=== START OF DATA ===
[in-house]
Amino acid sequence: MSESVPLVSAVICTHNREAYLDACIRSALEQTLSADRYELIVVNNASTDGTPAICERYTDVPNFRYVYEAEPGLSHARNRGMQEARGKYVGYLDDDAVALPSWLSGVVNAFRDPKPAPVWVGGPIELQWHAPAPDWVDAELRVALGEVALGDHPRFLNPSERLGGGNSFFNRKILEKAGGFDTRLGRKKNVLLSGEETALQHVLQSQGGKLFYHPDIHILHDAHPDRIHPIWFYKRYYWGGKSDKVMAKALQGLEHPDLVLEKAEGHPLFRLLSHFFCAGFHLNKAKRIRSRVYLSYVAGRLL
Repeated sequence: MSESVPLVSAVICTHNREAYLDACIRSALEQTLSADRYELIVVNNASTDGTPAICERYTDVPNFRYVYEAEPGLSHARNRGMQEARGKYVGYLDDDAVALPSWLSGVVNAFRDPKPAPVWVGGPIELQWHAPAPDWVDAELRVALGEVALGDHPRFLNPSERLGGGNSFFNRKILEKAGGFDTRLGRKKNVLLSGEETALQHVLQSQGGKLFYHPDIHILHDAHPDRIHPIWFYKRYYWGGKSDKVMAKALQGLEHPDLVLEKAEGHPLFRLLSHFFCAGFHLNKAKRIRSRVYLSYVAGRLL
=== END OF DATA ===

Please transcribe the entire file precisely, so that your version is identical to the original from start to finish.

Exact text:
[in-house]
Amino acid sequence: MSESVPLVSAVICTHNREAYLDACIRSALEQTLSADRYELIVVNNASTDGTPAICERYTDVPNFRYVYEAEPGLSHARNRGMQEARGKYVGYLDDDAVALPSWLSGVVNAFRDPKPAPVWVGGPIELQWHAPAPDWVDAELRVALGEVALGDHPRFLNPSERLGGGNSFFNRKILEKAGGFDTRLGRKKNVLLSGEETALQHVLQSQGGKLFYHPDIHILHDAHPDRIHPIWFYKRYYWGGKSDKVMAKALQGLEHPDLVLEKAEGHPLFRLLSHFFCAGFHLNKAKRIRSRVYLSYVAGRLL
Repeated sequence: MSESVPLVSAVICTHNREAYLDACIRSALEQTLSADRYELIVVNNASTDGTPAICERYTDVPNFRYVYEAEPGLSHARNRGMQEARGKYVGYLDDDAVALPSWLSGVVNAFRDPKPAPVWVGGPIELQWHAPAPDWVDAELRVALGEVALGDHPRFLNPSERLGGGNSFFNRKILEKAGGFDTRLGRKKNVLLSGEETALQHVLQSQGGKLFYHPDIHILHDAHPDRIHPIWFYKRYYWGGKSDKVMAKALQGLEHPDLVLEKAEGHPLFRLLSHFFCAGFHLNKAKRIRSRVYLSYVAGRLL